But perhaps the tide is beginning to turn. In 2013, an auction dedicated only to digital art took place – the first of its kind hosted by international auction house Phillips in collaboration with Tumblr.It seems collectors are increasingly becoming comfortable shelling out five-figures. Software artist Casey Reas sold an animation, Americans! (2013), for $11,000 while the highest bid went to Addie Wagenknecht’s sculpture made of security cameras, Asymmetric Love Number 2 (2013), for $16,000. In total, the auction raised $90,600 – a small fraction of what traditional media like painting and sculpture go for. In one evening earlier this month, New York-headquartered auction house Sotheby’s made sales totalling $294 million, including a “blackboard painting” by artist Cy Twombly that went for a record-setting $70.5 million. Even if digital artworks haven’t reached that stage yet, it seems collectors are increasingly becoming comfortable shelling out five-figures.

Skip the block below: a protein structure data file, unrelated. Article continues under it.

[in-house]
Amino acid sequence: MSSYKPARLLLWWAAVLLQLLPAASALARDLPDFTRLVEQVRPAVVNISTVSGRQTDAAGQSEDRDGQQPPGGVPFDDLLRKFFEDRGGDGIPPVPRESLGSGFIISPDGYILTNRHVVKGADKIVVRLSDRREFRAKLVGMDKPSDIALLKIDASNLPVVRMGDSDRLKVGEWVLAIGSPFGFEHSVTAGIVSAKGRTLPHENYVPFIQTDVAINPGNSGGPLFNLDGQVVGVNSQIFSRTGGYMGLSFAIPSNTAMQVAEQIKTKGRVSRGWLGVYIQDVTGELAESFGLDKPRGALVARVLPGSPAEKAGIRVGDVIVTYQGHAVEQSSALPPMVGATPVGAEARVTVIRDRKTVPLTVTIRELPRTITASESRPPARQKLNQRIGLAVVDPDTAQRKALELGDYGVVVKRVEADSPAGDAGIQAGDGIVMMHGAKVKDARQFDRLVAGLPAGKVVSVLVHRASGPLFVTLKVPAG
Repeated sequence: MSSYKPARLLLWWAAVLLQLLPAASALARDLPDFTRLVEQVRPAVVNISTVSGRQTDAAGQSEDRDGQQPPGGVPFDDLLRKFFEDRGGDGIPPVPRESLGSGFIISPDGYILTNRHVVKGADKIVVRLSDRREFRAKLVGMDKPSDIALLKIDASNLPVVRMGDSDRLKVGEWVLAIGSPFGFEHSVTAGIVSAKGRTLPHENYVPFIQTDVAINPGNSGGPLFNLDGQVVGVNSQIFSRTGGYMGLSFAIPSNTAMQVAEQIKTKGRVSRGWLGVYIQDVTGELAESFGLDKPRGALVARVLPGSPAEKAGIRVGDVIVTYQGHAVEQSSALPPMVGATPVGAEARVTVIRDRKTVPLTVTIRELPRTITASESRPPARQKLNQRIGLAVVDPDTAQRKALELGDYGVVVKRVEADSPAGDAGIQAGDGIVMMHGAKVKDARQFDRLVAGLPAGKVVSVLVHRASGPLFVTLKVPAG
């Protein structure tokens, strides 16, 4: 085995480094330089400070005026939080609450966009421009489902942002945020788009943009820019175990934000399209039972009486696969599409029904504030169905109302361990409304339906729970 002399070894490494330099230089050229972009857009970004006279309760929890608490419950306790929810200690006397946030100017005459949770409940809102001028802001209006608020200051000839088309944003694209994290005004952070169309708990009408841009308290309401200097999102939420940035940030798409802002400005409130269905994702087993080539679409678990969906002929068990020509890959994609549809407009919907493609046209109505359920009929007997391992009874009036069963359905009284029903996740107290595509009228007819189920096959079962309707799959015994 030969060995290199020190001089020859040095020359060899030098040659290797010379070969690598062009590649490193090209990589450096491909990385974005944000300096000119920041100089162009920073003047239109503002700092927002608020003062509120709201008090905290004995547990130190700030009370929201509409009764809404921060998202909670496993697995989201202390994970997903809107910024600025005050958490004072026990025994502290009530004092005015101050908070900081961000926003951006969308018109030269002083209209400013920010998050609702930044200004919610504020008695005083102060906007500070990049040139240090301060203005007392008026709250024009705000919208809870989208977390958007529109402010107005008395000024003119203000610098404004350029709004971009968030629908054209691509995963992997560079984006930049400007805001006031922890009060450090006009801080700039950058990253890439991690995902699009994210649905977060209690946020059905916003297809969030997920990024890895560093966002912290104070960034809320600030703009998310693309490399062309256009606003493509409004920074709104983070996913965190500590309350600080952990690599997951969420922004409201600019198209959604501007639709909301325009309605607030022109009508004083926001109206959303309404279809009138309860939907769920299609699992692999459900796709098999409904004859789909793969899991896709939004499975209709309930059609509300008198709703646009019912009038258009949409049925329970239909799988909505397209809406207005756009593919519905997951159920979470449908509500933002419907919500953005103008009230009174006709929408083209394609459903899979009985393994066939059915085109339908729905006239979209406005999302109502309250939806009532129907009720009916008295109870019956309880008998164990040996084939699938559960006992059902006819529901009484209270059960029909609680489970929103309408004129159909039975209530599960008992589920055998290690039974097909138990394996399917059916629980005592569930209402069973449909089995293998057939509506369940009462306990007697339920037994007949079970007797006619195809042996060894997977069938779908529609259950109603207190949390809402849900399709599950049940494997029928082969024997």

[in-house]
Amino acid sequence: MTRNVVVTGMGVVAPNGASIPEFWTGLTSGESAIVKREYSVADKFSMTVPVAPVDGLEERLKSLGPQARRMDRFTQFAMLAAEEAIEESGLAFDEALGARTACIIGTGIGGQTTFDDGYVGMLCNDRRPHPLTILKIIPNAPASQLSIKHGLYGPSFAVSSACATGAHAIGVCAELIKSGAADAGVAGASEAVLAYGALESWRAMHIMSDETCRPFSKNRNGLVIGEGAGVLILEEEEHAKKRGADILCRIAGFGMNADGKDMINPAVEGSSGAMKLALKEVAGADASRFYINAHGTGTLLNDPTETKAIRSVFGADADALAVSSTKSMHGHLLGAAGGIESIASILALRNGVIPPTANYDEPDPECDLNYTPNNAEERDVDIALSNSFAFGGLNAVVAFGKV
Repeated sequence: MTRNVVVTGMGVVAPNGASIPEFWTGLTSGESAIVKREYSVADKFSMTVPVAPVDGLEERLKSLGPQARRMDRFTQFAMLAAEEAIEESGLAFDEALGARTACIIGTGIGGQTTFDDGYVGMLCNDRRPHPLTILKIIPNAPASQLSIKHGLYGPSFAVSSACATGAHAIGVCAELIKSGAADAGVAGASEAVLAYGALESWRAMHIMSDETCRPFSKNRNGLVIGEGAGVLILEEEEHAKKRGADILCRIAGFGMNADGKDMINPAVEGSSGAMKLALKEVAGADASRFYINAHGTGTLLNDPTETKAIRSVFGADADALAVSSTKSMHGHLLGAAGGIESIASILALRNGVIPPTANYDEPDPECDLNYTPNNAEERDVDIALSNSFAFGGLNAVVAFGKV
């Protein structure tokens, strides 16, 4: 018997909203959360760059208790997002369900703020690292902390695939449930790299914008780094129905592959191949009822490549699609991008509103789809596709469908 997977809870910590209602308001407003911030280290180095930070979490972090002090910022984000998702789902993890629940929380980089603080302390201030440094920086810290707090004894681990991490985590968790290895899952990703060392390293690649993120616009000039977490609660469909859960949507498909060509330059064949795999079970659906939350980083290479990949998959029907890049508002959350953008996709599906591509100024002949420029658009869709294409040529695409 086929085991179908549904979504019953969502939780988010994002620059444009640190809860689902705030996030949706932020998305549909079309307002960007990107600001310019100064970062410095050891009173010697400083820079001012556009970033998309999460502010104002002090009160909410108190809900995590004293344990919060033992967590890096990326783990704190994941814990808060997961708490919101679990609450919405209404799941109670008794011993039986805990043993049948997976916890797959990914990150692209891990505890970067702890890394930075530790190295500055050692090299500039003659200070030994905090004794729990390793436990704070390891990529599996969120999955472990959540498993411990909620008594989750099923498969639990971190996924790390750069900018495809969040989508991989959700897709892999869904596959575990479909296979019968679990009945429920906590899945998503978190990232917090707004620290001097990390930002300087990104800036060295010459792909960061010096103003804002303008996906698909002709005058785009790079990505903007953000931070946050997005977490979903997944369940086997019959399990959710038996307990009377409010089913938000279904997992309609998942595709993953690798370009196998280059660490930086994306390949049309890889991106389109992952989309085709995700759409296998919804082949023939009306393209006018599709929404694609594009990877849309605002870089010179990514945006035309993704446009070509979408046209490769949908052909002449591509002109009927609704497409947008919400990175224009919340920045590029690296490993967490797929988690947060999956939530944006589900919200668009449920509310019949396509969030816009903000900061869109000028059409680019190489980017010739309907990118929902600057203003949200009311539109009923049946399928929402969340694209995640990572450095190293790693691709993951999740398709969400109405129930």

As for the nitty gritty of actually selling and delivering a GIF to the buyer, Canadian artist Mills says of her latest exhibition: “They [the buyers] will get the animated GIF file and also get an mp4 of the GIF on a small tablet for a small archive and something to stick on the wall to look at right away.” In the past, it was her dealer who put the GIF file on a flash drive – a low-res version for the Internet and a high-res version for the screen.